Lesioning involves making selective damage (a lesion) to cells in a target area of the brain.
The target site is found using a brain scan. An electrode is then inserted into the site and an electric current is passed through the tip.
The lesion made is permanent and cannot be reversed.
This involves making a lesion in a part of the brain called the thalamus. This technique is now only used in rare cases.
The procedure is usually done on one side only, because bilateral thalamotomy (on both sides) is thought to be much more risky.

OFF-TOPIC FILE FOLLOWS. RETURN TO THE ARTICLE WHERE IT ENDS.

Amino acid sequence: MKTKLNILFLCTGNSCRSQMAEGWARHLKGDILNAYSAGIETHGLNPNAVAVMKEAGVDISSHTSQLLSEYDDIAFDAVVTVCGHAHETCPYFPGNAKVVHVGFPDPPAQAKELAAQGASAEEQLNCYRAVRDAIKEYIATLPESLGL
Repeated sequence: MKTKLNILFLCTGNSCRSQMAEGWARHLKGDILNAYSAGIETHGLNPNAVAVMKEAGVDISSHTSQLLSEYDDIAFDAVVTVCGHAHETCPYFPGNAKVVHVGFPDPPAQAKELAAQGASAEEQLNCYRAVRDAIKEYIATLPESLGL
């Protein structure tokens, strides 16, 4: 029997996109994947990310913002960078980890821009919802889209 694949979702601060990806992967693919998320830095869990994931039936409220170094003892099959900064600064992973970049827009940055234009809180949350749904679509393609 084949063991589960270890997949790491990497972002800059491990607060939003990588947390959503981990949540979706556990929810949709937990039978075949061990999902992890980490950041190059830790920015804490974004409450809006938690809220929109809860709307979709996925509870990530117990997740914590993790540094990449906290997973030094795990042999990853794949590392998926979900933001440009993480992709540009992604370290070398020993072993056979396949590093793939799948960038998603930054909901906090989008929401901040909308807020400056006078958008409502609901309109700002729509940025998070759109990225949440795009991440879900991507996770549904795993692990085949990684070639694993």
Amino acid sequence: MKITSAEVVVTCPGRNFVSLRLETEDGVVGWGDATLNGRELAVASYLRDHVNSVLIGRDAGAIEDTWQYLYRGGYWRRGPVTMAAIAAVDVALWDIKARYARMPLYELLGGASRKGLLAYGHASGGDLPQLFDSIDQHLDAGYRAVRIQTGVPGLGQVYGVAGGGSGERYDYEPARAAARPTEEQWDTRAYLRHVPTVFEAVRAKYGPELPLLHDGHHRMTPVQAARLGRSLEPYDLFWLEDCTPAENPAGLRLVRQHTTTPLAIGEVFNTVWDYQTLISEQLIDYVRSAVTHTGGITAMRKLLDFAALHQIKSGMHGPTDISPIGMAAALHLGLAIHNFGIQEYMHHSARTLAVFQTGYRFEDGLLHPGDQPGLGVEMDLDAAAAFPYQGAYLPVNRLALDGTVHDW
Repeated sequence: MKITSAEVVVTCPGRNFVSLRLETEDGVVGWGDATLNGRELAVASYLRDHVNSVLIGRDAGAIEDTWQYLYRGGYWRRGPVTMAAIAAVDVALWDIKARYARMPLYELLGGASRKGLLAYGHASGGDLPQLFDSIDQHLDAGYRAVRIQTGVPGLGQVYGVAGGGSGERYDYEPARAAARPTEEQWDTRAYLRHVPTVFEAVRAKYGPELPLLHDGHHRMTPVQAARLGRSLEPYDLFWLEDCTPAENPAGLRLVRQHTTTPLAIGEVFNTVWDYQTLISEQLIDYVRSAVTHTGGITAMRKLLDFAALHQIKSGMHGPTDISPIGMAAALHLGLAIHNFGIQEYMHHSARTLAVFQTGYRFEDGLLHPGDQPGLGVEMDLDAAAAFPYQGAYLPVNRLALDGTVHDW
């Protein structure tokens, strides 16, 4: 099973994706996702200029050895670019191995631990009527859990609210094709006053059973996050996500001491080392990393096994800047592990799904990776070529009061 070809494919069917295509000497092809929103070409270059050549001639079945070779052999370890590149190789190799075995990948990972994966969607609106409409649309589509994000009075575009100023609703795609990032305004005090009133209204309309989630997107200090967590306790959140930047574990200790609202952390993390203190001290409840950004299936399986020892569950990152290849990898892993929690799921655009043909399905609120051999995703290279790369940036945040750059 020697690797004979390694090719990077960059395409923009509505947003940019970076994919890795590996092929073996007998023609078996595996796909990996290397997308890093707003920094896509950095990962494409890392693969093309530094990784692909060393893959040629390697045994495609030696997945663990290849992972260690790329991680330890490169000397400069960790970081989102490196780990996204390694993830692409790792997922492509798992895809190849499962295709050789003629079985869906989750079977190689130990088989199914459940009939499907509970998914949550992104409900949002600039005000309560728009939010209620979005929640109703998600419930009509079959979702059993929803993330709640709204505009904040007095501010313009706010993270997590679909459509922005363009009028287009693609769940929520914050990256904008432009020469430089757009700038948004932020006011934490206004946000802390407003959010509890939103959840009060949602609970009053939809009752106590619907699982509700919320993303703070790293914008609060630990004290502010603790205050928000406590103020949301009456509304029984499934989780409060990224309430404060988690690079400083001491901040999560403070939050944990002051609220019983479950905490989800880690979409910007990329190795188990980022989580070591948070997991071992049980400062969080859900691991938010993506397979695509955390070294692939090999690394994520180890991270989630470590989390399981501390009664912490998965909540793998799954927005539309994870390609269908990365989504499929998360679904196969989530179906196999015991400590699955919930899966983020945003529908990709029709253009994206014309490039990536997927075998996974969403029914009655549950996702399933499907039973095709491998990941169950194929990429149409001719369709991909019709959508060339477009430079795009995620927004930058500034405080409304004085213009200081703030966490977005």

This involves making a lesion in a part of the brain called the globus pallidus.
The main benefit of this type of surgery is that it may reduce involuntary movements (dyskinesia), which can be a side effect of Parkinson's medication.
This involves making a lesion in a part of the brain called the subthalamic nucleus.
This technique has been performed by some neurosurgeons, mostly in countries where deep brain stimulation (DBS) surgery is not available.
Last updated July 2015. We review all our information within 3 years. If you'd like to find out more about how we put our information together, including references and the sources of evidence we use, please contact us at [email protected].